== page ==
The response of the Irish Government was to pass the Criminal Justice (Terrorist Offences) Act 2005, and specifically the incorporation therein of the provisions of Part 7 thereof. Under that part of the Act, the Garda Commissioner may request a service provider to retain, for a period of 3 years, traffic data or location data or both.

This is also what claimant is combatting. They have asked the High Court to refer the matter to the European Court of Justice (ECJ). The questions the ECJ needs to deal with all relate to the validity of Directive 24/2006, in particular with rights under the EU and EC Treaties, the Charter of Fundamental Rights (CFR) and the European Convention on Human Rights (ECHR). The High Court, in its ruling, granted this motion of claimant.

It is somewhat surprising that another “Irish issue” will land before the ECJ in less than a year following ECJ’s ruling agaisnt Ireland in the Case C·301/06. In the latter, the ECJ found that Art 95 of the EC Treaty represented a sound fundament for the enactment of the Directive 24/2006 since it was apparent that differences between national rules adopted for the retention of data were liable to have a foreseeable direct impact on the functioning of the internal market which would become more serious over time.

However, following the debates in Bulgaria, Romania and Germany it was high time to have the ECJ rule on data retention’s – this time hopefully – not only procedural, but also material aspects. In a somewhat best case for the preservation of our all’s digital rights the ECJ might find against the Directive.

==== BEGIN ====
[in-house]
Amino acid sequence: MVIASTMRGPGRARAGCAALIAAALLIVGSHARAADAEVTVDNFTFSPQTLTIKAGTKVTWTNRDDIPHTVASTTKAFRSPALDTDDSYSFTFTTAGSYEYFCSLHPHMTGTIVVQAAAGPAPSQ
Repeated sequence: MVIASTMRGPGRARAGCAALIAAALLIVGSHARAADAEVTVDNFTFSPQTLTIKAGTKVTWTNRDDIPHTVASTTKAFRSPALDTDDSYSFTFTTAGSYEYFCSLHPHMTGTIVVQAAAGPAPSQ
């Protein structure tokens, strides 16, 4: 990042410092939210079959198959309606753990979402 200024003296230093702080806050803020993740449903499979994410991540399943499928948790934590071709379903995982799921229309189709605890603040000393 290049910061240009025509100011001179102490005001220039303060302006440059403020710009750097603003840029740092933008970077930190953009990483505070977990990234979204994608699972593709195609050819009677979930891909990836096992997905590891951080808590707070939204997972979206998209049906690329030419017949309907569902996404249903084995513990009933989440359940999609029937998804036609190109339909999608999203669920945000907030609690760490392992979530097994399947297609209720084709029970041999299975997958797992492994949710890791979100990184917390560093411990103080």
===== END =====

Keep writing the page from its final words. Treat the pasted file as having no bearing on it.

The hope, as is well-known, springs eternal – so let us hope the best.

 

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3 March 2010

German Constitutional Court abrogates provisions on data retention


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Bundesverfassungsgericht Karlsruhephoto © 2006 Johannes Bader | more info (via: Wylio)

Hear ye, hear ye, you all supporters of the fundamental right of privacy – 7 out of 8 German Constitutional Justices voted to declare the data retention provisions as applied in the Telecommunications Act and in the Code on Criminal Procedure null and void!

Enough of enthusiasm, however, we can go on observing the facts some of which may prove unlikely sobering when compared to yesterday’s news titles that went around the world.

You might remember that some months ago nearly 35 000 German citizens filed a mass-complaint in which they asked the Court to abrogate the provisions on data retention.